Year is 1785 and one of the first patients to see Mr Hunter had a tumor the size of a bowling ball on the side of his head Fortunately it was benign The tumor was so large no other surgeon would operate except John Hunter Thus 25 minutes later patient Burley left with a little scar sans 9 lb useless appendage that Hunter had expertly evacuated Surgeon John Hunter was the youngest of ten children Hunter used the scientific method in his practices and thus demonstrated the interconnectedness of all life Many accolades including his marriage to a poet patient King George III and the Copley medal win John Hunter was driven by tireless curiosity and a compulsion to improve the surgery he had witnessed in hospitals” He came to be admired by patients and medical students” Wendy Moore In the 1700’s the medical community had no idea of germs and hand washing prepost surgery Surgical instruments were encrusted with pus and remnants from the previous surgery Blood loss and infection was the causality for death Surgery in the late 1700’s was for the brave and was not illuminated as we find most surgical theatres now Book is not for the prudish Superb Buy learn and discuss


  2. says:

    Trigger warnings lots and lots of medical stuff and anatomy and dissection and weird experiments on animals that end in them dying So this is a biography of John Hunter eighteenth century surgeon It tells the story of his life through cases that he worked experiments he performed and discoveries he made that revolutionised medicine forever In an era when most doctors still relied on bleeding and purging as their core treatments Hunter despite being a surgeon not a doctor was all Yeah I'mma fix the ACTUAL cause or Leave it alone it'll sort itself out as reuired He was clearly a brilliant mind albeit a little cracked out Likehomeboy gave himself syphilis so that he could track the progress of syphilis and report on it medically???? WHUT He also relied heavily on body snatchers provided medical care to some of the most important people in the country was pretty unscrupulous at times and amassed an incredible collection of anatomical and natural history objects Anyway This was occasionally horrifying but largely fascinating It's definitely not one for the faint of heart but if you're at all interested in medical history give it a go


  3. says:

    Terrible title that makes it sound like a bio of Jack the Ripper’s cutlery obsessed sidekick but an utterly fascinating story about a virtually unknown 18th century surgeon named John Hunter who was arguably one of the most innovative medical researchers in history Yes he paid criminals to dig up graves and steal cadavers for him but as a result of his work on dead bodies he knew about the human body than any man alive and used his knowledge to cure people at a time when bloodletting was considered the treatment of choice for just about everything One example—as a military surgeon he perceived that his colleagues would reflexively operate on every soldier with a bullet wound even if amputation was reuired More often than not infections would set in and cause death Hunter realized that surgery was not always necessary—many of the wounded could live normal lives with bullet wounds He was right and as a result he cut pun not intended the mortality rate in half Some of his surgical techniues were dismissed as heresy but later adopted in the 1950s; he performed the first in vitro fertilization—in the late 1700s But what astounded me the most was the fact that virtually nobody except perhaps for some in the medical profession has ever heard of him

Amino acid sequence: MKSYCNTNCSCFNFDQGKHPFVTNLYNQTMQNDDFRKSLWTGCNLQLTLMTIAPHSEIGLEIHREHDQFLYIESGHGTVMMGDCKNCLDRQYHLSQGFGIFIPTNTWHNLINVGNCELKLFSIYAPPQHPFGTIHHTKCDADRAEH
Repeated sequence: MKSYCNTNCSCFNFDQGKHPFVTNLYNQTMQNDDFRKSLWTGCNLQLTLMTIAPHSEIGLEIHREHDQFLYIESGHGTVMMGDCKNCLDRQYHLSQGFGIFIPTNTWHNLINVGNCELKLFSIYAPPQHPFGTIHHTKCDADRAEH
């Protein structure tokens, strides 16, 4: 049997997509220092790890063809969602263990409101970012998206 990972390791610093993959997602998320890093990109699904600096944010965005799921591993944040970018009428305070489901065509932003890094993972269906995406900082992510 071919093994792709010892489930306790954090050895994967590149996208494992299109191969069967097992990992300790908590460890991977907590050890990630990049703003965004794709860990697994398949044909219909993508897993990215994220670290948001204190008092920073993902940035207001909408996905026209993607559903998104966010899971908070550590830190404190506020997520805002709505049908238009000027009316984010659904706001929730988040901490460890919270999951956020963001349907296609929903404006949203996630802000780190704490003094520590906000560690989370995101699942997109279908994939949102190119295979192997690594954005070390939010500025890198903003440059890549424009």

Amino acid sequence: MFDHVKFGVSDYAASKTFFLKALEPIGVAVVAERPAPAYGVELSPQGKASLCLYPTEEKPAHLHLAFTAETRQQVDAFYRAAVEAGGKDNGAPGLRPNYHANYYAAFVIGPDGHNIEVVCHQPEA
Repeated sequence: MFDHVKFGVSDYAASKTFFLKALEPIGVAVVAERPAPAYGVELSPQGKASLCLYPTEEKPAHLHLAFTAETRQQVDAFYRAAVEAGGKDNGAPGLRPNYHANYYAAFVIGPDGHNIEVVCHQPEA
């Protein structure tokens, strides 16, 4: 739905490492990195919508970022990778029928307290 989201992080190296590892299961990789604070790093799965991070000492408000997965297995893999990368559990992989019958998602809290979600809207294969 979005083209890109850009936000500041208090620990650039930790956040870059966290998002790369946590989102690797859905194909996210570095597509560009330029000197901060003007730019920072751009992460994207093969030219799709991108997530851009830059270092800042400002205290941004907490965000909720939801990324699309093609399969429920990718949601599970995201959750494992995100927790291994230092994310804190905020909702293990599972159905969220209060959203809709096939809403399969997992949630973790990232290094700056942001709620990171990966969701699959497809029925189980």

4. says:

    John Hunter rose from a poor Scottish farming family to become one of the leading men of science and medicine His courage he inserted a knife's point covered in pus into his urethra to see if syphilis and gonorrhea were the same disease omg his lack of hypocrisy in an age when even surgeons who relied on dissections refused to let their bodies be disturbed he actually reuested an autopsy and his clear sighted reliance on evidence instead of assumptions and tradition helped him transform surgery and natural sciences From a farm boy with an unfashionable accent he became the chosen surgeon of such luminaries as Lord Byron Benjamin Franklin and William Pitt the Younger Unfortunately he poured all his money into creating an incredible natural history museum so upon his death his family was left destitute Additionally his brother in law stole his papers in order to steal his ideas and ensure that Home not Hunter got the glory of the discoveries Moore weaves together the zeitgeist and scientific theories of the time with the facts of Hunter's extraordinary life His story is fascinating and her writing is lucid and energetic


  5. says: